Once again, it's time for a little vacation.
The past year has been a busy but (hopefully) fruitful one. At Abbey Press, there was the publication of The Way to Eternal Life and the new Pathways book series, as well as several other projects (including more titles in the Catholic Perspectives CareNotes series, which have experienced a substantial increase in sales over the last year).
I am currently working on a book tentatively titled Grace in the Wilderness: Reflections on God's Sustaining Word along Life's Journey. This will be a compilation of scriptural reflections I have written, most of them adapted from blog posts over the last five years. This project will be my primary focus for much of the summer. The book is due for release by Abbey Press' Path of Life Publications in the fall.
In addition, I have completed the first course (Biblical Foundations of Spirituality) in the three-year spiritual direction graduate certificate program I am enrolled in here at the School of Theology. The second course, History of Christian Spirituality, begins June 23. A handful of spiritual directees I meet and correspond with regularly are also teaching me a great deal along the way!
Of course, I also continue to work with the Benedictine oblate program, and have traveled quite a bit the last year throughout Indiana, Kentucky, and Ohio to present conferences at various chapter meetings.
Also, I was blessed to have an article titled "Stillness in Prayer: The Desert Fathers and Thomas Merton" published in the Fall 2012 issue of the journal Spiritual Life.
Incidentally, I am also celebrating 10 years of sobriety, a grace which I continue to marvel at and treasure.
First and foremost among my work, obviously, is the daily ora et labora of community life as a monk of Saint Meinrad Archabbey, a gift from God without which none of the above would be possible. Ten years ago, I never would have imagined being a Benedictine monk. My vocation as a monk (going on seven years now) is perhaps the greatest gift for which I must not only give thanks, but be responsible for nurturing day in and day out. Admittedly, some days I do that better than others, but each day--as St. Antony of the Desert said--I begin again.
With all that in mind, I am taking a two-week break in a couple days. I will be on vacation June 1-16, so during that time I will not be posting anything new here (of course, you are always free to browse the "re-runs."). The first week, I will be honoring my "inner hermit," staying in a hermitage for some prayerful reading, reflection, and writing (sorry, the location is confidential). The second week will be spent with family and friends in Ohio and West Virginia. One highlight, I'm sure, will be the first birthday party of my nephew Evan (he is growing so fast).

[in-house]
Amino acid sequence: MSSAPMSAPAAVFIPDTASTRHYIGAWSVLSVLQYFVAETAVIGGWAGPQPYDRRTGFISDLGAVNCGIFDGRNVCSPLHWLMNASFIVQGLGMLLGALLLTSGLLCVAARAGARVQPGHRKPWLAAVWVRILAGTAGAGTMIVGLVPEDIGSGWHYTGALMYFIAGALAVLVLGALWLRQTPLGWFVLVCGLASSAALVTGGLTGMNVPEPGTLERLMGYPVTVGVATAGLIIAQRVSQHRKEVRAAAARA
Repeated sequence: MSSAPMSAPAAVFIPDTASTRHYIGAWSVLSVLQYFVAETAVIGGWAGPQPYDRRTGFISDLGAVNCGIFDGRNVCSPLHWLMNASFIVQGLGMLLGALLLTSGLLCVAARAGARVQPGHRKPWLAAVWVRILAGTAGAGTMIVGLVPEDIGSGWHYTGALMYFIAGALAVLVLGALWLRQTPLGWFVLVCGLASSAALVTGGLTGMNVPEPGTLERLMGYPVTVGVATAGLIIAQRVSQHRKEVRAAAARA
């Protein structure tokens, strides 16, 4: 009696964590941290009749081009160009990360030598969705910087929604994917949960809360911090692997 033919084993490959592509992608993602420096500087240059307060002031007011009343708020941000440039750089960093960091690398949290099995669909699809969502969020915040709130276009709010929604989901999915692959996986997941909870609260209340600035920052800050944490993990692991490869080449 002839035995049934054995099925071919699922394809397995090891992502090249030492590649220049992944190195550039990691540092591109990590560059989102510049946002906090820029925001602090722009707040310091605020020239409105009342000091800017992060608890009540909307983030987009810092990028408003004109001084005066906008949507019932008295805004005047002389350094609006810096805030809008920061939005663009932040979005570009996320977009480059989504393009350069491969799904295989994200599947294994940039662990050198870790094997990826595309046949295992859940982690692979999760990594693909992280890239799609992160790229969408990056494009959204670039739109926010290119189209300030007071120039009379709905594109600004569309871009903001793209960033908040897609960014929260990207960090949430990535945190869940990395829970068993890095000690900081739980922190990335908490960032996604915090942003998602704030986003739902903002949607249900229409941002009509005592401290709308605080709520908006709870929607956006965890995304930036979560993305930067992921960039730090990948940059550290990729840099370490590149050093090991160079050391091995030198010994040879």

Upon my return, the book project previously mentioned, a talk I'm adapting for a Catholic Perspectives CareNote on the topic of addiction, along with my next class in the spiritual direction program, will keep me busy for much of the summer and beyond. And, of course, I hope to post occasionally here. Until then, a few words from St. Paul which are always worthwhile for meditation:
Seek the things that are above, where Christ is, seated at the right hand of God. Set your minds on things that are above, not on things that are on earth, for you have died, and your life is hidden with Christ in God. … As God’s chosen ones, holy and beloved, clothe yourselves with compassion, kindness, humility, meekness, and patience. Bear with one another and, if anyone has a complaint against another, forgive each other; just as the Lord has forgiven you, so you also must forgive. Above all, clothe yourselves with love, which binds everything together in perfect harmony. And let the peace of Christ rule in your hearts, to which indeed you were called in the one body. And be thankful. Let the word of Christ dwell in you richly; teach and admonish one another in all wisdom; and with gratitude in your hearts sing psalms, hymns, and spiritual songs to God. And whatever you do, in word or deed, do everything in the name of the Lord Jesus, giving thanks to God the Father through him.Colossians 3:1-3; 12-17